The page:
According to a Chicago watchdog, the city is recycling only around 8% of its trash

Chicago is unable to ensure that residents of large apartment complexes and businesses keep recyclable glass, paper, and aluminum out of landfills, according to an audit released last month by the city’s watchdog.

Inspector general Joseph Ferguson audited that 40% of Chicago households live in buildings with five or more units. According to the city ordinance, 60,000 businesses should provide recycling services to tenants. Under 2017 law, failure to comply with the city’s recycling ordinance can result in fines ranging between $500 and $5,000 per day. 

The city’s blue cart recycling program is only available for single-family homes in the city and buildings with no more than four units. That program is the focus of enforcement by city officials, according to the audit. 

The representatives of the department of streets and sanitation did not disregard the audit. But they declined for any changes until an ongoing study on the city’s waste and recycling policy is completed in 2021 in Delta institute. “As we await the city’s comprehensive waste study and its eventual impact on a proactive enforcement strategy, we are encouraged that the Department of Streets and Sanitation agreed with our recommendations and has begun collaborating with other departments to improve its citation system and address compliance issues,” Ferguson said in a statement.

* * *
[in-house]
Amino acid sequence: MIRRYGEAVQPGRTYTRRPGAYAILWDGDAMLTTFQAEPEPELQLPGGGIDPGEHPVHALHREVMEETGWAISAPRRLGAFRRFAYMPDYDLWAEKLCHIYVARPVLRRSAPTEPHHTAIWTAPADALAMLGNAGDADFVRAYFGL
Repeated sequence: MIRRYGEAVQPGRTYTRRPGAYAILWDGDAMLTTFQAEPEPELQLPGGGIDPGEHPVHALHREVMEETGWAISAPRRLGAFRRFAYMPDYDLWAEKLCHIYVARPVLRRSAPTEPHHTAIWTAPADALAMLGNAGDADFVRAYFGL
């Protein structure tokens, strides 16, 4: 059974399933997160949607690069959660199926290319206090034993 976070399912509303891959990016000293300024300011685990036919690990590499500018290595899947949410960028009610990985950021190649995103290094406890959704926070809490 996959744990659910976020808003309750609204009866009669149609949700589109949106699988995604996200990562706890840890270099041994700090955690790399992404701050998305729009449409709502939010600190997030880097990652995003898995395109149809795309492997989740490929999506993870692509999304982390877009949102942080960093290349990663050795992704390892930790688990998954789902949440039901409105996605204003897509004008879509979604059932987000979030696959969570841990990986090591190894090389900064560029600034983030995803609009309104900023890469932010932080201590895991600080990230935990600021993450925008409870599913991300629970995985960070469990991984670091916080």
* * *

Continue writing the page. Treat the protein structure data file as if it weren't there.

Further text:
Between 8% and 9% of the trash produced every year by Chicago residents are kept out of landfills, officials told aldermen during hearings on the city’s 2021 budget. By comparison, residents of New York City recycled 17% of their trash. In Los Angeles, the recycling rate is 76.4% — in part because of strict rules set by California officials.




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